New details are emerging today on the first case of Ebola reported in the United States. The patient, identified as Thomas Eric Duncan, is reported to be in serious but stable condition.

UPDATE, 3p ET: Dallas health officials held a news conference with the latest information on the Ebola case.

UPDATE, 2p ET: In his latest report on "The Real Story," John Roberts said Duncan lied on a questionnaire when he left Liberia. He answered "no" to a question on whether he'd been in contact with anyone who had the Ebola virus.

It turns out Duncan helped carry a woman who was too weak to walk because of the virus. Liberian officials intend to prosecute Duncan if he ever returns to the country, Roberts reported.

Up to 100 people are now believed to have been exposed.

John Roberts reported this morning that officials wanted to make sure Duncan's family "stayed put" until Oct. 19. He said county officials encouraged the family to stay home, but weren't sure the family would comply.

"So they put it down on paper. That has the force of law so if they were to go out and try to mingle in the public they could potentially be arrested," Roberts reported.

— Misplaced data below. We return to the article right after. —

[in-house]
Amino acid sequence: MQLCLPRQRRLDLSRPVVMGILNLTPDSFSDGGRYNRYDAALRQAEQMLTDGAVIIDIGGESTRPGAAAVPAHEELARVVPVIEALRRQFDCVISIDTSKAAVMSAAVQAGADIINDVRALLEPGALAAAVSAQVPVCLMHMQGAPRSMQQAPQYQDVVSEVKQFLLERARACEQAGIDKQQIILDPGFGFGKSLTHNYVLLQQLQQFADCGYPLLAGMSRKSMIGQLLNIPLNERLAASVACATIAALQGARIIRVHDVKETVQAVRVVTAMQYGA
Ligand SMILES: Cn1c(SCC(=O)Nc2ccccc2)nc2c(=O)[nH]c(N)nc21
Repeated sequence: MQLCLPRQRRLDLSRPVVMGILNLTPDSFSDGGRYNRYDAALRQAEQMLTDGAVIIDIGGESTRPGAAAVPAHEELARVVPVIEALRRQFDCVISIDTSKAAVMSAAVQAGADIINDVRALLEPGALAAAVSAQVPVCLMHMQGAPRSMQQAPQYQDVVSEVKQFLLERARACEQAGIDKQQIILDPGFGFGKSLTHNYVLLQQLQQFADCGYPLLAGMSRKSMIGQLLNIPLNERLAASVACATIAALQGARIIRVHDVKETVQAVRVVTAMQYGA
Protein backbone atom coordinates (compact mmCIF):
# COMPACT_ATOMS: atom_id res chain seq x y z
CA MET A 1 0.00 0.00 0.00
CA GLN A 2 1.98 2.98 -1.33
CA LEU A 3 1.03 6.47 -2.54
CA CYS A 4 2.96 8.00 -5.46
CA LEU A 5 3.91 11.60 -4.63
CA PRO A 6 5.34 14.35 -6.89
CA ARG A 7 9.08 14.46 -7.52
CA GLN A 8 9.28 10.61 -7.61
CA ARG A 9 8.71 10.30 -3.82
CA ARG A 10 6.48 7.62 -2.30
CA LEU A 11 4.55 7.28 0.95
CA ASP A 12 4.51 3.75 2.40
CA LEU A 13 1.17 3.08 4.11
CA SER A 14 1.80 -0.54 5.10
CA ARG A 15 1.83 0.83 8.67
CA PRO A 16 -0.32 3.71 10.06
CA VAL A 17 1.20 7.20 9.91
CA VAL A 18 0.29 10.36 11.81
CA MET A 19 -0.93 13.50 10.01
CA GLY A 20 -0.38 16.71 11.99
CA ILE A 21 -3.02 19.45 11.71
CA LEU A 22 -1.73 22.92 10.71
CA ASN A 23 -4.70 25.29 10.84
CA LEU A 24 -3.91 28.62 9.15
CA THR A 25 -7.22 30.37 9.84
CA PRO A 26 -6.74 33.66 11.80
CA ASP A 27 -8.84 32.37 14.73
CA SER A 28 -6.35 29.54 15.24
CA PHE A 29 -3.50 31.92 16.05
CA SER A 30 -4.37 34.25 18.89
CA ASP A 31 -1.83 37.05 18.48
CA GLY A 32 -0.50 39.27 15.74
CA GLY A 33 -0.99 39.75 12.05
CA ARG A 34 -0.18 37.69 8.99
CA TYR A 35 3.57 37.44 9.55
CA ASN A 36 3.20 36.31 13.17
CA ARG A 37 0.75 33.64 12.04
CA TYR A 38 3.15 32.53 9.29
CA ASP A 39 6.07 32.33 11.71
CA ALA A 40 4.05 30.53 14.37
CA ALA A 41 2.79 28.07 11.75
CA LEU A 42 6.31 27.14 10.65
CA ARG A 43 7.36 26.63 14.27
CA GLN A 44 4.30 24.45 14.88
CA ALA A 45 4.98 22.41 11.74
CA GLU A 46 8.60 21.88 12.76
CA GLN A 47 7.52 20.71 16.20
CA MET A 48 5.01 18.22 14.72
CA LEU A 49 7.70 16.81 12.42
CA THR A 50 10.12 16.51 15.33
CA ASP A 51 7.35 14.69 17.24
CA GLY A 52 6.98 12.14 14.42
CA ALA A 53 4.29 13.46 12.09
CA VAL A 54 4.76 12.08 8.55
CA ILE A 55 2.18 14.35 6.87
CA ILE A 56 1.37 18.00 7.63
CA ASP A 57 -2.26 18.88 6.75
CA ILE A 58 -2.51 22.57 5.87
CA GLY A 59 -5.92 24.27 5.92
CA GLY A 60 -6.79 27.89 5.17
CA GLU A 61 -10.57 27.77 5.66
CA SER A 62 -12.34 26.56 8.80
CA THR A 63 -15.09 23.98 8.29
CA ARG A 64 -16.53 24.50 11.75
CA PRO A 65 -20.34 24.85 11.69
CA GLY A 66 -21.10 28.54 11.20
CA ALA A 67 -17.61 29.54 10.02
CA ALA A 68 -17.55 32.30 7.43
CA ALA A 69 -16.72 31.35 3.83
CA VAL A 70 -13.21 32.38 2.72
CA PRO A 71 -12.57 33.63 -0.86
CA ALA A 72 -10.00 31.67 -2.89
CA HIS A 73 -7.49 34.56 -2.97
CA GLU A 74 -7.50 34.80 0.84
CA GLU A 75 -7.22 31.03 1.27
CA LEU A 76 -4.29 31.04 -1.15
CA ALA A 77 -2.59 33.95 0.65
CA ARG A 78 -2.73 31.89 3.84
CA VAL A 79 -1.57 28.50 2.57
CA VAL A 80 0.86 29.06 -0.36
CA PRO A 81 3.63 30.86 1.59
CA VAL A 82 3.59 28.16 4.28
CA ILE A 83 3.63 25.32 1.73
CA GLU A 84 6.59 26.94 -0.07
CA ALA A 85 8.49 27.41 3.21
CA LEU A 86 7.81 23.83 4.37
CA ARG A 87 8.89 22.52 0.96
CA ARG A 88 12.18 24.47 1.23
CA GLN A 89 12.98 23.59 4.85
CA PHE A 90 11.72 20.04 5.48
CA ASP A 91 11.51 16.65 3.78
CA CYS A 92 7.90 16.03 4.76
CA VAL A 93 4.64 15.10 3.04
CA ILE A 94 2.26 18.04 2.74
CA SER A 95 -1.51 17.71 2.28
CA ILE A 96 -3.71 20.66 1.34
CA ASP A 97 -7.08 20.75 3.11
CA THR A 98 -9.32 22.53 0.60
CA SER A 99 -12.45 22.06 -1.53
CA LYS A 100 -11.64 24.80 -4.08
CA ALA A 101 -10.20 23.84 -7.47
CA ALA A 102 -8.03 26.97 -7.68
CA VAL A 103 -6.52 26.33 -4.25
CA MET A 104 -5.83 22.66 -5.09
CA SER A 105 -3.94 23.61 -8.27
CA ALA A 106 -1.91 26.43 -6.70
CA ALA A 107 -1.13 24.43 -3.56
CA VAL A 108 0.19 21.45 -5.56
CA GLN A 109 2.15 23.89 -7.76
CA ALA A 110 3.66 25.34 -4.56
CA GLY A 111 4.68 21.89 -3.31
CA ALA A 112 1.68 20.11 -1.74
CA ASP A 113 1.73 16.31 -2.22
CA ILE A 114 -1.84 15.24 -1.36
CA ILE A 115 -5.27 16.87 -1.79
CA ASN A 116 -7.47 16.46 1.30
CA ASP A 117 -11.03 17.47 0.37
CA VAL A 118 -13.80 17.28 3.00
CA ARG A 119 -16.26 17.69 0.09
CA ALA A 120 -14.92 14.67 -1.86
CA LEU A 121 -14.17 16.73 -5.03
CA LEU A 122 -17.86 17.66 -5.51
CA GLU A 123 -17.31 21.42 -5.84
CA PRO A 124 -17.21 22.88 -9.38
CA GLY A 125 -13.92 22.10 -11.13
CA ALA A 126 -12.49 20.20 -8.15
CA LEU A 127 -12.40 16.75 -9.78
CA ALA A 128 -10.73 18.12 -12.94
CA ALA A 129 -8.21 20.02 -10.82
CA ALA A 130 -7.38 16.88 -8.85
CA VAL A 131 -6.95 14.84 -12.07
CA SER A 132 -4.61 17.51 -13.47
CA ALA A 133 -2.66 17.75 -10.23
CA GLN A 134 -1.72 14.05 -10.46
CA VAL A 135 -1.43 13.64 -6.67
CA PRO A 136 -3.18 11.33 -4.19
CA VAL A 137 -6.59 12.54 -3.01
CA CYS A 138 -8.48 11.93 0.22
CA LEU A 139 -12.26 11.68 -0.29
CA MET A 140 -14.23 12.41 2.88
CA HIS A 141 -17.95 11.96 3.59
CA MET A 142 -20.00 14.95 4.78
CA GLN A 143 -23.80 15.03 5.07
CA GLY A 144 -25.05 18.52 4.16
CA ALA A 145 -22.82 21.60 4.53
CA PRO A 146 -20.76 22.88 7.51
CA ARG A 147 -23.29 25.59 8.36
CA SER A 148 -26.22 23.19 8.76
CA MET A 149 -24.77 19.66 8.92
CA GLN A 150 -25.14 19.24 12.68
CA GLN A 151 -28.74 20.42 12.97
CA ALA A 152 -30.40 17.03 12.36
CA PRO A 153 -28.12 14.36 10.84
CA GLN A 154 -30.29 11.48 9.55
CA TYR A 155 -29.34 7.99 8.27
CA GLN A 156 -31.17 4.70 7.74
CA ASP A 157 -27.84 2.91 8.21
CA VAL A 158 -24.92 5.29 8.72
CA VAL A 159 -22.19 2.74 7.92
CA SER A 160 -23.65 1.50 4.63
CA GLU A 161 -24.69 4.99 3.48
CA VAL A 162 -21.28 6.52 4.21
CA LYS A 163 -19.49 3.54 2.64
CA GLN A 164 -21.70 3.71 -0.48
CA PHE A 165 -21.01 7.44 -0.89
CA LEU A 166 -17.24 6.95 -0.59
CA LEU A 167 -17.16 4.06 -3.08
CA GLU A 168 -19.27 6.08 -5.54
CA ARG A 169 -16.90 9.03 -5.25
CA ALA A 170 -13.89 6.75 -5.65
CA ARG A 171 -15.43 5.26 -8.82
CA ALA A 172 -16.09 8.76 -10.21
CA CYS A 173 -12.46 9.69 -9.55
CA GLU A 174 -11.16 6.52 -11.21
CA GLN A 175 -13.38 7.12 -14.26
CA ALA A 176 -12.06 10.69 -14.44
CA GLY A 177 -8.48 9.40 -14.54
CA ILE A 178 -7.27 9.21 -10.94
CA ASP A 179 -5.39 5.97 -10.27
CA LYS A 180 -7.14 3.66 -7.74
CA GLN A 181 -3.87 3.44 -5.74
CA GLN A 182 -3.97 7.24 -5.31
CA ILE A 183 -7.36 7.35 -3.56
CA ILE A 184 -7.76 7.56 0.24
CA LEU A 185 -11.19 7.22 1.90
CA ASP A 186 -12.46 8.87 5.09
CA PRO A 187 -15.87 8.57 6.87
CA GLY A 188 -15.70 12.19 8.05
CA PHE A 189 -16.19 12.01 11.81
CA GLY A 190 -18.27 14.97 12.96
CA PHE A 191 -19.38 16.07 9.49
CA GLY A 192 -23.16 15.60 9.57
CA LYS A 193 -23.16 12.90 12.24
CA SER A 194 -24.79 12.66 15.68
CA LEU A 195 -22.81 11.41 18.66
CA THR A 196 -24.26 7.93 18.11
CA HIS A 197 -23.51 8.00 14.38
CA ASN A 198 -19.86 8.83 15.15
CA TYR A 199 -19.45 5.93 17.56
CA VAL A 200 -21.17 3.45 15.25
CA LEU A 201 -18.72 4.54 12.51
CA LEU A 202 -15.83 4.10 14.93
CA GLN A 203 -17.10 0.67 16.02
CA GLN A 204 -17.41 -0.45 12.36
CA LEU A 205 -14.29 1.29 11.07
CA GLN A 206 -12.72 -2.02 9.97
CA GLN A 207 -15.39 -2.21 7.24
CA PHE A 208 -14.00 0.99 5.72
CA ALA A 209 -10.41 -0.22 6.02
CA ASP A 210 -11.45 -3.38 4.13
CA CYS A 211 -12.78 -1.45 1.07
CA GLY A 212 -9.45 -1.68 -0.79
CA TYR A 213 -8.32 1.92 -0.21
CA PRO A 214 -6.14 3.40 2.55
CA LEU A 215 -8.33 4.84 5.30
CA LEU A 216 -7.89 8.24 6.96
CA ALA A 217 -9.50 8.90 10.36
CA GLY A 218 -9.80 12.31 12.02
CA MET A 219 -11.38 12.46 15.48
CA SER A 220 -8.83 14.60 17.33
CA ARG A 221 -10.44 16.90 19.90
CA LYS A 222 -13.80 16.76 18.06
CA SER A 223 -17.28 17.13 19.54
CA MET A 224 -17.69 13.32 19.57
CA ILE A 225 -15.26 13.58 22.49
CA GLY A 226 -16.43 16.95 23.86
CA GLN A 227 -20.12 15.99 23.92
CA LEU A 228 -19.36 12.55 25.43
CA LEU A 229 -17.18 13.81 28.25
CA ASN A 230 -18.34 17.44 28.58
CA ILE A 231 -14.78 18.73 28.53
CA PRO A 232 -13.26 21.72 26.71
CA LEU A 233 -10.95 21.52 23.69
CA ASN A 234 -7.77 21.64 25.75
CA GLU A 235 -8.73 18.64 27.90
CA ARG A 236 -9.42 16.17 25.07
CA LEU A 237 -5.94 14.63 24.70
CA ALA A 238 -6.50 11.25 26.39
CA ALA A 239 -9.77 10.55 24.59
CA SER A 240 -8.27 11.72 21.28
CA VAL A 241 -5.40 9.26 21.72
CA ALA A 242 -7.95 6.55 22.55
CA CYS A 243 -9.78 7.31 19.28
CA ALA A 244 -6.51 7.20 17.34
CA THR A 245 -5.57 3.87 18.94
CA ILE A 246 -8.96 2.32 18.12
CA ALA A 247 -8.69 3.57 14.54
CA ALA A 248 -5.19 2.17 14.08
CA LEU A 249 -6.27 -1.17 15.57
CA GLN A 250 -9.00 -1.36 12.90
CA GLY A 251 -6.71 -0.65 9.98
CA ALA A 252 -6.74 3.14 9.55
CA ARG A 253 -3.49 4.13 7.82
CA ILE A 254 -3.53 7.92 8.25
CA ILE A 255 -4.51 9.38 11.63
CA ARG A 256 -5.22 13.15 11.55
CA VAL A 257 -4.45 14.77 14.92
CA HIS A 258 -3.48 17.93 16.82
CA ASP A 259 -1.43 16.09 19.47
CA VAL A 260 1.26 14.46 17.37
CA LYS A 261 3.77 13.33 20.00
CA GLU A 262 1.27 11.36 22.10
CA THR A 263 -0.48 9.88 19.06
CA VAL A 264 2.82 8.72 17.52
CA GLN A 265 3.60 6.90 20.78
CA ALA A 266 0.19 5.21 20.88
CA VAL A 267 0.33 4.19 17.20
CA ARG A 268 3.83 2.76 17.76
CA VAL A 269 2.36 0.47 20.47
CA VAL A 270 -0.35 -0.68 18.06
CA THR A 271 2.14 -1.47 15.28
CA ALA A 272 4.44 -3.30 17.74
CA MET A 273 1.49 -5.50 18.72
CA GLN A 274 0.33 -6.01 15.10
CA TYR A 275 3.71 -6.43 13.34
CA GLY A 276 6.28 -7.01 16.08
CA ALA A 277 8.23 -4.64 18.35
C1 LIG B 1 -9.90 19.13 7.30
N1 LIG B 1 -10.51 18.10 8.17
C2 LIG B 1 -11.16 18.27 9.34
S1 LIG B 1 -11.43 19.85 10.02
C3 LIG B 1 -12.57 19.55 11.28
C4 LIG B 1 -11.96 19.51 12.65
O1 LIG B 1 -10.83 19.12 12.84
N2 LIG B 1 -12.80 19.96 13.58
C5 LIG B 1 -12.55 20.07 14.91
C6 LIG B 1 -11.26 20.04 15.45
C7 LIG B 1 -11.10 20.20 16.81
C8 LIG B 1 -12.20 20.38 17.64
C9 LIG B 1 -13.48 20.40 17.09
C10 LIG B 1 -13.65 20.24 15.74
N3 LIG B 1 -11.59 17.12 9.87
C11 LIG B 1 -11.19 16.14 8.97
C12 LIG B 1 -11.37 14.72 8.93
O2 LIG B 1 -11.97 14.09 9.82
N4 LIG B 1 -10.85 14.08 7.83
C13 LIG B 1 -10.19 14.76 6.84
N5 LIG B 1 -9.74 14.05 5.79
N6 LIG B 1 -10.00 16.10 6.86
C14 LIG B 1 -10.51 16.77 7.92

According to reports, 80 people may have been exposed to the virus, including five children who were in close contact with Duncan as he became sicker.

Parents in the Dallas area are nervous amid reports that those kids then went to school.

Gov. Rick Perry said the children are being monitored and maintained that the virus cannot be transmitted until after symptoms appear.

Details of the man's 28-hour trip from western Africa emerged Wednesday. He flew on two airlines, took three flights, and had lengthy airport layovers before reaching Texas on Sept. 20.

Still, federal officials say other passengers on the flights are at no risk of infection because the man had no symptoms at the time of his trip.

Duncan left Monrovia, Liberia, on Sept. 19 aboard a Brussels Airlines jet to the Belgian capital, according to a Belgian official. After layover of nearly seven hours, he boarded United Airlines Flight 951 to Dulles International Airport near Washington, D.C. After another layover of nearly three hours, he then flew Flight 822 from Dulles to Dallas-Fort Worth International Airport, the airline confirmed.

According to the Centers for Disease Control and Prevention, Duncan sought medical care Sept. 25 in Dallas after falling ill the day before.

The hospital is now being called into question because they let Duncan leave after he went to the ER and told them he had just come back from Liberia.

Roberts reported that the hospital had just gone over their Ebola procedures with staff. A hospital official, however, said the information about Duncan's travels was not communicated to the "whole team."

Watch Roberts' full report above, and see complete coverage of Ebola in America on